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Microplastics found in all human testicles in study | plastics

Microplastics have been found in human testicles, and researchers say the discovery could be linked to declining sperm counts in men.

The scientists tested 23 human testicles, as well as 47 pet dog testicles. They found microplastic contamination in every sample.

The human testes had been preserved and therefore their sperm count could not be measured. However, sperm counts could be assessed in the testes of the dogs and were lower in samples with higher PVC contamination. The study shows a correlation, but more research is needed to show that microplastics cause sperm counts to drop.

The sperm count in men has been falling for decadeswith chemical pollution such as pesticides involved by many studies. Microplastics have also recently been discovered human blood, placentas i mother's milk, which indicates widespread contamination of people's bodies. The impact on health is still unknown, however Microplastics have been shown to cause damage to human cells in the laboratory

Large amounts of plastic waste are dumped into the environment and microplastics have polluted the entire planet, since summit of Everest to the deeper oceans. People are known to ingest the tiny particles through food i water as well as breathing them.

Particles could lodge in tissue and cause inflammation, as air pollution particles do, or chemicals in plastics could cause damage. In March, doctors warned of potentially fatal effects after finding a substantially increased risk of stroke, heart attack and earlier death in people whose blood vessels were contaminated with microscopic plastics.

“At first, I doubted that microplastics could penetrate the reproductive system,” said Professor Xiaozhong Yu of the University of New Mexico in the US. “When I first got the results for dogs I was surprised. I was even more surprised when I got the results for humans.”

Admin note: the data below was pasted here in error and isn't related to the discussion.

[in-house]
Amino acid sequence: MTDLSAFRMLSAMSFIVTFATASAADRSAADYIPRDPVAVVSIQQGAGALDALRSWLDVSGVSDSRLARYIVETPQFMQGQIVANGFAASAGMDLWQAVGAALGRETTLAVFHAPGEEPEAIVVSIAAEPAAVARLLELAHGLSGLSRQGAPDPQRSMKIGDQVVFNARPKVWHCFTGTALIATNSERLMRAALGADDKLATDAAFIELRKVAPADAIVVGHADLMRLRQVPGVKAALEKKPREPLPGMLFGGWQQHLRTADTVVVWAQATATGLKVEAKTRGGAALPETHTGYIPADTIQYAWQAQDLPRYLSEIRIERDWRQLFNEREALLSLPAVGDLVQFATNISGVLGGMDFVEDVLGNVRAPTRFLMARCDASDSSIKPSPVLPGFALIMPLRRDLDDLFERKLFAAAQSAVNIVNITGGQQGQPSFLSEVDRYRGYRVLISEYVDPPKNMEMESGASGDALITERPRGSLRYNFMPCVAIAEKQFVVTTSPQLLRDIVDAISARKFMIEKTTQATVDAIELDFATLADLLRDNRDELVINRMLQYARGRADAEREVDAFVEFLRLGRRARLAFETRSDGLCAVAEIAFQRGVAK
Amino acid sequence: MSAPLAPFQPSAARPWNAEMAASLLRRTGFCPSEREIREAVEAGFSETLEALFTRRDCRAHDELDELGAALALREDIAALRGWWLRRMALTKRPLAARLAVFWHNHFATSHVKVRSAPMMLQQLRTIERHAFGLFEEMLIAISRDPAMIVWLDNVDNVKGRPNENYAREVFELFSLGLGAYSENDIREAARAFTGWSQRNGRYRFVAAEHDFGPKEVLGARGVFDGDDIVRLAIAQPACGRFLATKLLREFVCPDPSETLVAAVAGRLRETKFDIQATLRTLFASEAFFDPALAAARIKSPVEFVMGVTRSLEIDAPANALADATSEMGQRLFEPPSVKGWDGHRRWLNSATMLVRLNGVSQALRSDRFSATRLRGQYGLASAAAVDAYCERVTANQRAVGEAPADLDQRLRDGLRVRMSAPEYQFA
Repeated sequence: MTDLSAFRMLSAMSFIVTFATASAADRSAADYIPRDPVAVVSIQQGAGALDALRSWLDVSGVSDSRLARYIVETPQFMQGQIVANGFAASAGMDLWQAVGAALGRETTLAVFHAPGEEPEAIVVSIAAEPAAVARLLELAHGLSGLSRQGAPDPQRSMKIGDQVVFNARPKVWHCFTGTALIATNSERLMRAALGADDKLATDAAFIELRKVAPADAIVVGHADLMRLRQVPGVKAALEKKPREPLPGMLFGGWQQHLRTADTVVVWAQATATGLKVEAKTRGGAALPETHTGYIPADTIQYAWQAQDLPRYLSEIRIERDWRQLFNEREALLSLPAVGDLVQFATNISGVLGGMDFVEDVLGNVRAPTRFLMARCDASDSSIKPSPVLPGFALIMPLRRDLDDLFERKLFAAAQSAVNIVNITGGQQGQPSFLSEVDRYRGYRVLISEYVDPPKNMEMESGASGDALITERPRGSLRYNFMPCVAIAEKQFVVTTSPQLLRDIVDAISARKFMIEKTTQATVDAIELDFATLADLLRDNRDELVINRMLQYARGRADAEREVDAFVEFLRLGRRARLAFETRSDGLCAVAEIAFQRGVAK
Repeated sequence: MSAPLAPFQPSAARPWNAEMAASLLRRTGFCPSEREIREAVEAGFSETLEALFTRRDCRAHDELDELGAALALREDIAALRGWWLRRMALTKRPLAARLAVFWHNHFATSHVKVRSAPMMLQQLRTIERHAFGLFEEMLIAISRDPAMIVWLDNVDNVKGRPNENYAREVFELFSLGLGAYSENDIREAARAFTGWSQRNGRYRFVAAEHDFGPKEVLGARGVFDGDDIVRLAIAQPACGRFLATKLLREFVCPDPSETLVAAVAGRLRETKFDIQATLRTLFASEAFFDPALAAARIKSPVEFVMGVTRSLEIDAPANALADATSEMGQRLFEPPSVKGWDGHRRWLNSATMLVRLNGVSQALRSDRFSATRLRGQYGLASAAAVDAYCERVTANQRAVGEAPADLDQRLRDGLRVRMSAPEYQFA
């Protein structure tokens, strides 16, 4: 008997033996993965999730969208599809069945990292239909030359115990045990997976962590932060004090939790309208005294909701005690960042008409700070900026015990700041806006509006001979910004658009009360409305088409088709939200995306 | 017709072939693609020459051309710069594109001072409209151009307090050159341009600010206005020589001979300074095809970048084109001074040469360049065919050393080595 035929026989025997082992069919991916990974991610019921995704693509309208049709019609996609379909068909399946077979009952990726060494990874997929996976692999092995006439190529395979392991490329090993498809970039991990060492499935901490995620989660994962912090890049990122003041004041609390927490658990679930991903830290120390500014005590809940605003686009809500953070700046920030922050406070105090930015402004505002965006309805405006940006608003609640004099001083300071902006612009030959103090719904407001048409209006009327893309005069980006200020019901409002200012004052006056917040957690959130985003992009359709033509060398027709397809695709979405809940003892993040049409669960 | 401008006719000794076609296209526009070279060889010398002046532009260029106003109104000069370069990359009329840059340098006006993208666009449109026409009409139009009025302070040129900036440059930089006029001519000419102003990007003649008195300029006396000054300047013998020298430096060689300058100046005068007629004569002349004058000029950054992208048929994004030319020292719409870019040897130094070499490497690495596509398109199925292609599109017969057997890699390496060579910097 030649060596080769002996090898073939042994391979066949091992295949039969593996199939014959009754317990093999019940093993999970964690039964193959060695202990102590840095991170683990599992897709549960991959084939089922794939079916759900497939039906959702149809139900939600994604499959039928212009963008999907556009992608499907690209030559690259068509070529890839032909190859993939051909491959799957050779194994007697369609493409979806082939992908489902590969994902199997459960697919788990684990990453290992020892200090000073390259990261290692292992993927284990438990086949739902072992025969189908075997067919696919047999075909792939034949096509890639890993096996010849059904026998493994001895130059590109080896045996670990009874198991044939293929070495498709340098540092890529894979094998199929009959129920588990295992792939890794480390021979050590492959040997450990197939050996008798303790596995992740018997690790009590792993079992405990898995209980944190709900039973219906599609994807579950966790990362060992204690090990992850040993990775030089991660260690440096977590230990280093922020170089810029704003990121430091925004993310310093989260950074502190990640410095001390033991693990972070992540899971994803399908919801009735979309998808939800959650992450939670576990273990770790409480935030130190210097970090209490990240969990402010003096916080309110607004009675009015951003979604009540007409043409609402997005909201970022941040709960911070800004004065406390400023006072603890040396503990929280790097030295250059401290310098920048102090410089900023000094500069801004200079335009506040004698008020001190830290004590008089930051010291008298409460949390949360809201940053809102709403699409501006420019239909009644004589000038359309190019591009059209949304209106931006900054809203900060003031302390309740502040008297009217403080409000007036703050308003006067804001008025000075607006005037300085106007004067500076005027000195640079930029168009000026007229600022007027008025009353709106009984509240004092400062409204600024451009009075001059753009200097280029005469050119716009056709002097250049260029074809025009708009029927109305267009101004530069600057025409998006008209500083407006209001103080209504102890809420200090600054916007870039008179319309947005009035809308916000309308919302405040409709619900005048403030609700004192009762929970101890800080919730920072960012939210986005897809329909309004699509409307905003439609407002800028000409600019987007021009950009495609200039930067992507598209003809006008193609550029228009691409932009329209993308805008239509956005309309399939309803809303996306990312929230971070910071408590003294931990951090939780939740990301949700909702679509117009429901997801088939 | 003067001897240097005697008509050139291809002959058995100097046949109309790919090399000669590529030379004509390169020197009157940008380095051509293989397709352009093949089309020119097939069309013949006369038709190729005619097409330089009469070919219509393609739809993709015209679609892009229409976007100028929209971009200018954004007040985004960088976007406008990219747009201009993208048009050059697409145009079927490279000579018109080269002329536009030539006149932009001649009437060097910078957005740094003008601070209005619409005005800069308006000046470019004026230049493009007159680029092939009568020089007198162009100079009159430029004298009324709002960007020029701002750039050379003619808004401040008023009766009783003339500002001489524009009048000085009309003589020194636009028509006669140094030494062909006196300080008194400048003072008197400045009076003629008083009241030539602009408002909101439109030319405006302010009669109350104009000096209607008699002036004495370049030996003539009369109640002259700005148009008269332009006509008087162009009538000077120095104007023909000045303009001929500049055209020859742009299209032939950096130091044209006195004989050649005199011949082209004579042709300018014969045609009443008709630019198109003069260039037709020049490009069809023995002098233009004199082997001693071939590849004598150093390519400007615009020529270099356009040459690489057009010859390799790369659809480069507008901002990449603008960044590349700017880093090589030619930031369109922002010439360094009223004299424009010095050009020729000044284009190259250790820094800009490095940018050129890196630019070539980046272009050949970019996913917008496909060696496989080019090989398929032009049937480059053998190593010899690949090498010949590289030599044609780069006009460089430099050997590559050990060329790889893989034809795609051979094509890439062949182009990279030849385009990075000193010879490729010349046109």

The testicles analyzed were obtained from autopsies in 2016, and the men were between 16 and 88 years old when they died. “The impact on the younger generation could be more concerning” now that there is more plastic than ever in the environment, Yu said.

The study, published in the journal Toxicological Sciences, involved dissolving the tissue samples and then analyzing the plastic that remained. The dogs' testicles were obtained from veterinary practices performing castration operations.

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Human testicles had a concentration of plastic almost three times higher than that found in dog testicles: 330 micrograms per gram of tissue compared to 123 micrograms. Polyethylene, used in plastic bags and bottles, was the most common microplastic found, followed by PVC.

“PVC can release many chemicals that interfere with spermatogenesis, and it contains chemicals that cause endocrine disruption,” Yu said. The human testes had been routinely collected by the New Mexico Office of the Medical Examiner and were available after a seven-year storage requirement, after which the samples are usually discarded.

Also a smaller study in China in 2023 found microplastics in six human testicles and 30 semen samples. Recent studies in mice have reported that microplastics low sperm count i has caused anomalies and hormonal changes.


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